When we say that a planet runs around a star, strictly speaking this is only half the truth. Rather, it is that both are running around a common center of gravity, so the star is also performing a small elliptical motion.
If the planet revolves in the plane of view, this results in a rhythmic motion of the star toward and away from us. Astronomy measures this so-called radial component of the star’s motion as the rhythmic blue or red shift of its spectral lines.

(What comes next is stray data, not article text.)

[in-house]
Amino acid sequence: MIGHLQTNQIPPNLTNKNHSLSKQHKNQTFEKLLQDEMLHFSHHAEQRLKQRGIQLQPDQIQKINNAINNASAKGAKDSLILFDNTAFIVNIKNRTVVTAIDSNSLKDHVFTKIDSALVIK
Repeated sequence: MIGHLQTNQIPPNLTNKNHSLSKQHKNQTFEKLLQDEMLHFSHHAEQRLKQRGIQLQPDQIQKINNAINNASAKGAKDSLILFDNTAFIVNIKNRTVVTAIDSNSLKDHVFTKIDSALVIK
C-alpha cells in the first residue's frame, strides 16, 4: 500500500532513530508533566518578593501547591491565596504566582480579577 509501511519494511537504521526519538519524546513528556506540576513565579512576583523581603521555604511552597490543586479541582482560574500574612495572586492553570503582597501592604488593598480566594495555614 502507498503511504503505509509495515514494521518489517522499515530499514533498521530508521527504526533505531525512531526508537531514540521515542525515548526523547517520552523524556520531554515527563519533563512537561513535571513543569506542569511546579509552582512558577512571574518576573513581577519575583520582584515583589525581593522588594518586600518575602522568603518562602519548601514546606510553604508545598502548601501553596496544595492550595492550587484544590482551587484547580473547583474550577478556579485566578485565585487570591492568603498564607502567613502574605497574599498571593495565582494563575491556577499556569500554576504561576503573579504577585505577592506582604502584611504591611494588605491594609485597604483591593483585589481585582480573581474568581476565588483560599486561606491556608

This effect of wavelength change in radial motion (toward us or away from us), which we know acoustically as the Doppler effect [after the Austrian Hans Christian Doppler], we recreate in experiment by placing our spherical light eccentrically on a (glass) pie plate.
(Originally, I wanted to find an electrical solution for the locomotive and lamp always facing each other, but two resourceful ninth graders solved things mechanically.)